Lin (Counts)

11000 (iv)

10000 9000 8000

(iii)

7000 6000 5000 4000

(ii)

3000 2000 1000 0

(i) 21

30

40 2-Theta-Scale

50

Figure 1. XRD patterns of (i) Cu(OH)2 complex and CuO-NPs annealed at (ii) 200˚C, (iii) 400˚C and (iv) 600˚C.

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5000

Lin (Counts)

4000

3000

2000

1000

0 20

30

40

50 2-Theta-Scale

60

70

80

Figure 2. XRD patterns of CuO-NPs annealed at temperature 600˚C. The vertical lines (|) indicate the position and relative intensity of 05-0661 JCPDS card file diffraction peaks for the monoclinic phase. Table 1. Peak intensities and relative peak intensities of the most prominent peaks in the XRD patterns of CuO-NPs annealed at temperature 200˚C, 400˚C and 600˚C. Samples

Peak intensity (counts)

Relative peak intensity (%)

CuO-NPs annealed at 200˚C

1973

33.4

CuO-NPs annealed at 400˚C

2912

49.3

CuO-NPs annealed at 600˚C

5901

100

Table 2. Lattice parameters (a, b, c) and full width at half the maximum intensity, β for CuO-NPs annealed at 200˚C, 400˚C and 600˚C, and standard tenorite (CuO). Samples

a (nm)

b (nm)

c (nm)

β (˚)

CuO-NPs annealed at 200˚C

0.466789

0.342411

0.511844

99.3485

CuO-NPs annealed at 400˚C

0.467401

0.342340

0.512304

99.3890

CuO-NPs annealed at 600˚C

0. 468323

0.342244

0.512795

99.5005

Standard tenorite (CuO)

0.468830

0.342290

0.513190

99.5100

Table 3. Average crystallite size of CuO-NPs annealed at temperature 200˚C, 400˚C and 600˚C. Samples

Average crystallite size (nm)

CuO-NPs annealed at 200˚C

15.22

CuO-NPs annealed at 400˚C

16.44

CuO-NPs annealed at 600˚C

32.50

3.2. Scanning Electron Microscopic (SEM) Analysis Figure 3 represents the SEM image of CuO nanoparticles obtained by annealing at 600˚C. The SEM image at 25,000× magnifications was collected. From the SEM image of CuO-NPs, it was observed that the particles are well-dispersed spherical, accompanying almost well defined and uniform crystalline structure. There was also a higher tendency of agglomerations. The SEM image supports the formation of regular polyhedron shape for the CuO-NPs. The island growth of the tightly packed spherical arrangement was clearly observed. In some regions, OALibJ | DOI:10.4236/oalib.1101409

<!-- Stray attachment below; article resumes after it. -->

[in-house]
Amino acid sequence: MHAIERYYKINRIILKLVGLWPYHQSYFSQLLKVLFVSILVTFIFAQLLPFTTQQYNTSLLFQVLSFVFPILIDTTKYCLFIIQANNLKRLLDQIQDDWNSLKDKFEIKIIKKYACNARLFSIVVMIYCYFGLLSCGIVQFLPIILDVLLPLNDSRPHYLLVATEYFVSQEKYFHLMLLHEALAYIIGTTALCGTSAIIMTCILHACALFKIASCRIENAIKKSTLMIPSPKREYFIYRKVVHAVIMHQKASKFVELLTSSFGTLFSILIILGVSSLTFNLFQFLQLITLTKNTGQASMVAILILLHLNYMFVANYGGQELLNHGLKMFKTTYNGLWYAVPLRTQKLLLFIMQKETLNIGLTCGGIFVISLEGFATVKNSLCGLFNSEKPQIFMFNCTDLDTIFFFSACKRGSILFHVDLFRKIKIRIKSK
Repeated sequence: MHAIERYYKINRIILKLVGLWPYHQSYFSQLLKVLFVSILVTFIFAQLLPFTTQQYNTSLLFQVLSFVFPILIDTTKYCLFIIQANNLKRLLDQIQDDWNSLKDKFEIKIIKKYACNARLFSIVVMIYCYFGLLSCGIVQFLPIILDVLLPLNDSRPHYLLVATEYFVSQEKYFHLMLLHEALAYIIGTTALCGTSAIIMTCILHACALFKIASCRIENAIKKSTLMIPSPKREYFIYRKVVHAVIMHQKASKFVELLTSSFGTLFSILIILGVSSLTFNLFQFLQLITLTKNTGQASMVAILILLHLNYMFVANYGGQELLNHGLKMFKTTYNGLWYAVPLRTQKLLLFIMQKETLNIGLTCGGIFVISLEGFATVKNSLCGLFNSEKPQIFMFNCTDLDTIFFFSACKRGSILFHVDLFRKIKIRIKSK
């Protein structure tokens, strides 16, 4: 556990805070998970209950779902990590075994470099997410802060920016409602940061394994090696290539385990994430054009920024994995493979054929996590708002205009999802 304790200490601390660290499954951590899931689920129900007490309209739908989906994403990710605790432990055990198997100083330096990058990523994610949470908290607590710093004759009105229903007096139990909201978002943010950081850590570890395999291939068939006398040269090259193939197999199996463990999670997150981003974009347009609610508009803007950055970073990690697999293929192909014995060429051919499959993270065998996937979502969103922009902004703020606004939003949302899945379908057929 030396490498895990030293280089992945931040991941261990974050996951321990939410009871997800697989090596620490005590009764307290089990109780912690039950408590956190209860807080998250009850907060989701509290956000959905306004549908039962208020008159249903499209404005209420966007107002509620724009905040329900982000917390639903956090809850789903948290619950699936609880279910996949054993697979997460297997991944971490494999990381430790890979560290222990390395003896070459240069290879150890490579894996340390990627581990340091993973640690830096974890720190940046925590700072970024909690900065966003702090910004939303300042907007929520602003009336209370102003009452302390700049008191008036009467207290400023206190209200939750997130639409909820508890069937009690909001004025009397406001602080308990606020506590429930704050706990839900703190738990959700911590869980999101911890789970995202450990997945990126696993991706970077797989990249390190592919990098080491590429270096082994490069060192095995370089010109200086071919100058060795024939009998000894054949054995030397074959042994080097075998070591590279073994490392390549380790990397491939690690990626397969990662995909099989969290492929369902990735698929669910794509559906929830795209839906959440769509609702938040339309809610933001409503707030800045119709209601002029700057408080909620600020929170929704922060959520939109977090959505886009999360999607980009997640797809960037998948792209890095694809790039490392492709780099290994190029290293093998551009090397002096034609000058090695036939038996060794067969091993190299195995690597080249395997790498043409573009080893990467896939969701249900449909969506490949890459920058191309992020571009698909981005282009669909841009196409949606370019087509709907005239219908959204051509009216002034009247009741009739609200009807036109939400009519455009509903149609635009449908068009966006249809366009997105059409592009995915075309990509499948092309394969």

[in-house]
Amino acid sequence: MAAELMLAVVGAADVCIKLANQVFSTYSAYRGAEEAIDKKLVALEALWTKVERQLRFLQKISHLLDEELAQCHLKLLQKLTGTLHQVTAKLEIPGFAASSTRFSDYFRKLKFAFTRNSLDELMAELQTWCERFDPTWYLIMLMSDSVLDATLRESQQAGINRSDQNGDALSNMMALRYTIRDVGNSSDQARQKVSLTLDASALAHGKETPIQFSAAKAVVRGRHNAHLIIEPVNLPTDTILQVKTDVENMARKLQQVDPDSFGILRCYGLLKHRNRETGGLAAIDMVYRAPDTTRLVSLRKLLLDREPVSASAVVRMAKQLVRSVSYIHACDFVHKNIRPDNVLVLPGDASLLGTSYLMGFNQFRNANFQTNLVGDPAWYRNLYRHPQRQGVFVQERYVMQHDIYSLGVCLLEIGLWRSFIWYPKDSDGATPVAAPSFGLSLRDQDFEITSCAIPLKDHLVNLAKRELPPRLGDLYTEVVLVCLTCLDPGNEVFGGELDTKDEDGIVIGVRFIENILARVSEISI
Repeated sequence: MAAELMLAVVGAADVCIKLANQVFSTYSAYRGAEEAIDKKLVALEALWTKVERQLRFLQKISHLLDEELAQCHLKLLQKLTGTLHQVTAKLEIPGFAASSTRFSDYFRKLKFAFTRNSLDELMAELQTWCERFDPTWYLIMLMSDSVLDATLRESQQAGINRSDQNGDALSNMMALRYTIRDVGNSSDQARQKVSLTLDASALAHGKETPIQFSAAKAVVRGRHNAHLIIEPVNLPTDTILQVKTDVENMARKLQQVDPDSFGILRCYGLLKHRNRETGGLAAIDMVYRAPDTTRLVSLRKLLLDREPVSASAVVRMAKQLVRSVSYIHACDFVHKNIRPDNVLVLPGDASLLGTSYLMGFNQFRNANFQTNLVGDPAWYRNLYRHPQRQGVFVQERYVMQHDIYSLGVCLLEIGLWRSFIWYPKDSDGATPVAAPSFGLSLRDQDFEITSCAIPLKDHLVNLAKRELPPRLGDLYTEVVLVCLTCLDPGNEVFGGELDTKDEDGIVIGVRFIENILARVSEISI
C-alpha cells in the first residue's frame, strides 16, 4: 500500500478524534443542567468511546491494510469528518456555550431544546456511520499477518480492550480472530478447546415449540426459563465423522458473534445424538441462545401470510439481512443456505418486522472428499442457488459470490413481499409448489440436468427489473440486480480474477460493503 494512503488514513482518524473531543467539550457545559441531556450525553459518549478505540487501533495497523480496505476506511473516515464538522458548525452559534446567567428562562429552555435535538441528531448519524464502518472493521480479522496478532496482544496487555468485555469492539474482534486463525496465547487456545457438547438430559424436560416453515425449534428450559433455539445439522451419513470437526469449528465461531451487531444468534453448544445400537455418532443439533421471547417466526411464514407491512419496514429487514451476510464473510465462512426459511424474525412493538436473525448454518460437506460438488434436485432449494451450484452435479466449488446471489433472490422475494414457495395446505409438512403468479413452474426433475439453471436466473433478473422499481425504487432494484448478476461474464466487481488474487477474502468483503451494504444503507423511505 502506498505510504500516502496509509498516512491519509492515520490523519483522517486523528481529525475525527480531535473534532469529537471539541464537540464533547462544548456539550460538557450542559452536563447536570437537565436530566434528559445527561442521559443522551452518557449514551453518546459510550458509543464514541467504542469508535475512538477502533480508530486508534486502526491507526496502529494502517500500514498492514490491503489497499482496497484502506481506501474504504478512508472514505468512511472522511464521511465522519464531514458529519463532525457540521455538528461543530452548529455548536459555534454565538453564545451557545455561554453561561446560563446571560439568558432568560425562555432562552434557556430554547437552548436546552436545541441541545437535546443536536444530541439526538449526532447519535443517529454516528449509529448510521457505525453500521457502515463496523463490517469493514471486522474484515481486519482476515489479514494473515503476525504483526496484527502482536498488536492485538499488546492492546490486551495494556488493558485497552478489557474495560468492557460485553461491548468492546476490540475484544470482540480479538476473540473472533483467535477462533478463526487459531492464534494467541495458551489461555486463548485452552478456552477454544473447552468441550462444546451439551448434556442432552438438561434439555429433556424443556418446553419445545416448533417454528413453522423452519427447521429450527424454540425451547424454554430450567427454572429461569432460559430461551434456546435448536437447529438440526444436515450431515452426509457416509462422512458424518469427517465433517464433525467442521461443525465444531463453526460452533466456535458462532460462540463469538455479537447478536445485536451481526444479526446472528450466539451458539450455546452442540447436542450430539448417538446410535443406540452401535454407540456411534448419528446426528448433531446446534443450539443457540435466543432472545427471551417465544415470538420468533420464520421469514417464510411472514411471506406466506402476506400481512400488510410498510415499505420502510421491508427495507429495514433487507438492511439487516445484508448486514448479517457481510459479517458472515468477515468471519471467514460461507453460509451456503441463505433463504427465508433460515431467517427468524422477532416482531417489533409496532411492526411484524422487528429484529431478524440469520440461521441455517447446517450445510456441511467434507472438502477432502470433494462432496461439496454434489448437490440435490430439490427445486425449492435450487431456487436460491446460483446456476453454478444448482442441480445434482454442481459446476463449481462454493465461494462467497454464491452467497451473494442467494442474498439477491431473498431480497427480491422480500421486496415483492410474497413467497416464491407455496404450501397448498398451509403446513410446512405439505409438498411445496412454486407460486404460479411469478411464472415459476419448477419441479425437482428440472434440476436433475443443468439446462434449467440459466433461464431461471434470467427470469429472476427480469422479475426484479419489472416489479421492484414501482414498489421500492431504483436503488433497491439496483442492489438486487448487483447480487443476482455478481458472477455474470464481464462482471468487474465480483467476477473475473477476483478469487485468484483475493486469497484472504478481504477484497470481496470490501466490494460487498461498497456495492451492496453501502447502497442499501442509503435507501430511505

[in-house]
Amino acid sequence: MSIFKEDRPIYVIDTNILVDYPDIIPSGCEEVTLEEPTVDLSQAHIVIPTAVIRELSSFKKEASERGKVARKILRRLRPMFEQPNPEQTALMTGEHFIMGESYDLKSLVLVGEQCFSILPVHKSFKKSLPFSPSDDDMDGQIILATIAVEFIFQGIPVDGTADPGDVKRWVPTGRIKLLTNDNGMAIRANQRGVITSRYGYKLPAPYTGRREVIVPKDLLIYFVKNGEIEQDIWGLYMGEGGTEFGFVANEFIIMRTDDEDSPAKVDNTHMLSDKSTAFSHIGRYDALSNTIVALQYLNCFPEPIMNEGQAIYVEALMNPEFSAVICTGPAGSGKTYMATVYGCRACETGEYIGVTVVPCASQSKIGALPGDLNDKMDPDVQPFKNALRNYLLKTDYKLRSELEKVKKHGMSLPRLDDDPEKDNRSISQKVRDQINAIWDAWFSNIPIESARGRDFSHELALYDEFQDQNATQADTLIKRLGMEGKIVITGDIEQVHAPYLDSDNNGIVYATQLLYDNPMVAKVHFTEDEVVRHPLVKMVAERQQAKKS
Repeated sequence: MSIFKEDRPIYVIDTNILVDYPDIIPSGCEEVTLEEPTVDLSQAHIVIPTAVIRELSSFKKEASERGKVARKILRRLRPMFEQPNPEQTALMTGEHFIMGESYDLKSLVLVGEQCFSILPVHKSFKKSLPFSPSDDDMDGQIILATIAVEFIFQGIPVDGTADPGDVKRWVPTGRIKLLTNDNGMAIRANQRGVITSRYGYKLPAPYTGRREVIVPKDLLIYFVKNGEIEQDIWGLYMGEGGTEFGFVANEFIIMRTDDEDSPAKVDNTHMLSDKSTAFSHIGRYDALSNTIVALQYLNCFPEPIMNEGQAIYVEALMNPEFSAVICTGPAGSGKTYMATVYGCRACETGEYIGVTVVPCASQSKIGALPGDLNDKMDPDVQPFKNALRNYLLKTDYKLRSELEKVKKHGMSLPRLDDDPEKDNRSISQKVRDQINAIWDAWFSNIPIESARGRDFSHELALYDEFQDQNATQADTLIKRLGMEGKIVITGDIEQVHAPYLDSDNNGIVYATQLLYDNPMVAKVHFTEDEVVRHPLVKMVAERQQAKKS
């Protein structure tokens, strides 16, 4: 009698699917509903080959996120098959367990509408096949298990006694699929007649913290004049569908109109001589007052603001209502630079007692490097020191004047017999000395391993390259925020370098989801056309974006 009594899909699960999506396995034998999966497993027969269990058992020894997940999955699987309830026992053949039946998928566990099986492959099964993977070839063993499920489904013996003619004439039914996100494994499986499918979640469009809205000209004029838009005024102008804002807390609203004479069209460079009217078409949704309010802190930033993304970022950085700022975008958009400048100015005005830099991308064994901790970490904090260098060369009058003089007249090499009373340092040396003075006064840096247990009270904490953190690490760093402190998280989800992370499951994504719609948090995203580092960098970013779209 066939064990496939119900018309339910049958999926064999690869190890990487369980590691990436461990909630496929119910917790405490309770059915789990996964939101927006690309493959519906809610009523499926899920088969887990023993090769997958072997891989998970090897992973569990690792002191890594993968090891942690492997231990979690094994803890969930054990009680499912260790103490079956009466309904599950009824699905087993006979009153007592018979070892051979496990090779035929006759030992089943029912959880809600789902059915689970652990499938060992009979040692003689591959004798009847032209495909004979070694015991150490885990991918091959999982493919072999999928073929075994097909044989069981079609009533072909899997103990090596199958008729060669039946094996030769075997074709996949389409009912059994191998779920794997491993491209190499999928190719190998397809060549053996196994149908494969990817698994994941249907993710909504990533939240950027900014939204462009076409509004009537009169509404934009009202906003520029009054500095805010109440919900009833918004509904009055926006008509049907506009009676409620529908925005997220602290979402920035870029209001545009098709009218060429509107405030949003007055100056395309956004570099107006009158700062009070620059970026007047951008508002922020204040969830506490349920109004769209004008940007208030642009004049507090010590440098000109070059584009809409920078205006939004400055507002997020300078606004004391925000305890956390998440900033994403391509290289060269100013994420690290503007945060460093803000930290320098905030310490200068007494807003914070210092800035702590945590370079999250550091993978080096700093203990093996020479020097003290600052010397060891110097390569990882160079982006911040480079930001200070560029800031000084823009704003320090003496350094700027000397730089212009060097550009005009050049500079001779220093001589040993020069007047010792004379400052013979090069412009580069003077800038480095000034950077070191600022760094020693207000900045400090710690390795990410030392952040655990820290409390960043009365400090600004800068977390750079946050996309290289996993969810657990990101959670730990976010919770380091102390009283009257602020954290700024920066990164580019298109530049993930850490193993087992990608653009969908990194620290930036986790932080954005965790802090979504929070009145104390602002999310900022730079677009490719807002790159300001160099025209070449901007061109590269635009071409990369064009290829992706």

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the big nanoparticles were surrounded by smaller nanoparticles. Similar SEM images of CuO-NPs were observed and reported [19].

3.3. Energy Dispersive X-Ray (EDX) Analysis Figure 4 showed the EDX analysis of CuO-NPs annealed at 600˚C. The EDX analysis was carried out CuONPs at 10 keV. Results revealed the presence of copper (Cu) and oxygen (O) elements in CuO-NPs and the data indicated the nanoparticles were nearly stoichiometric. The weight percent of copper and oxide calculated from EDX analysis were O: 8.73 weight % (0.525 keV) and Cu: 91.27 weight % (0.804 keV), respectively. There were no other elemental impurities in the EDX spectra. The EDX result showed the presence of uniform distribution of copper to oxygen with atomic ratio of 1:1 in CuO. This result confirmed the formation of pure CuO-NPs. The elemental analysis of the sample shows that the prepared sample was copper oxide, which is in good concord with the results of XRD. Similar results reported elsewhere [9].

3.4. Fourier Transform Infra Red (FTIR) Analysis Figure 5 showed the FTIR spectra of CuO-NPs annealed at 600˚C. The broad absorption peak at around 3445.89 cm−1 was caused by the adsorbed water molecules. Since the nano crystalline materials possess a high

Figure 3. SEM image of CuO-NPs annealed at 600˚C.

Figure 4. Energy dispersive X-ray analysis of CuO-NPs annealed at 600˚C. OALibJ | DOI:10.4236/oalib.1101409

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Figure 5. FTIR spectrum of CuO-NPs annealed at 600˚C.